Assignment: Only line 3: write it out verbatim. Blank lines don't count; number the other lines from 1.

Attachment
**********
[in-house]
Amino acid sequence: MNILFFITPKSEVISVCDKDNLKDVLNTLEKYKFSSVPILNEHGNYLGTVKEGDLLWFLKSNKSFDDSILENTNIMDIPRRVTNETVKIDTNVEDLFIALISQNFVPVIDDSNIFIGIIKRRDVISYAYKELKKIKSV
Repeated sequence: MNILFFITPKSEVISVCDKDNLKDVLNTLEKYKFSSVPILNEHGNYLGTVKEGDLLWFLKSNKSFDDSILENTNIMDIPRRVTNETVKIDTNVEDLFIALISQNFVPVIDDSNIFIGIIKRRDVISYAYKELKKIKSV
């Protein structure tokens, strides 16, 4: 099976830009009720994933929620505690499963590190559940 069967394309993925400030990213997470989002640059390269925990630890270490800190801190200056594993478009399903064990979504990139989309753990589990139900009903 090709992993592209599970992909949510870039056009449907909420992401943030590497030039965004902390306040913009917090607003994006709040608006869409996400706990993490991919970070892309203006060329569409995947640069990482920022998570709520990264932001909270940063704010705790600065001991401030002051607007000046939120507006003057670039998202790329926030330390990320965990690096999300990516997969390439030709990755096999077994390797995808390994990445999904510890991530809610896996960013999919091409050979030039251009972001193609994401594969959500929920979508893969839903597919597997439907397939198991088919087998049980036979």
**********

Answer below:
Repeated sequence: MNILFFITPKSEVISVCDKDNLKDVLNTLEKYKFSSVPILNEHGNYLGTVKEGDLLWFLKSNKSFDDSILENTNIMDIPRRVTNETVKIDTNVEDLFIALISQNFVPVIDDSNIFIGIIKRRDVISYAYKELKKIKSV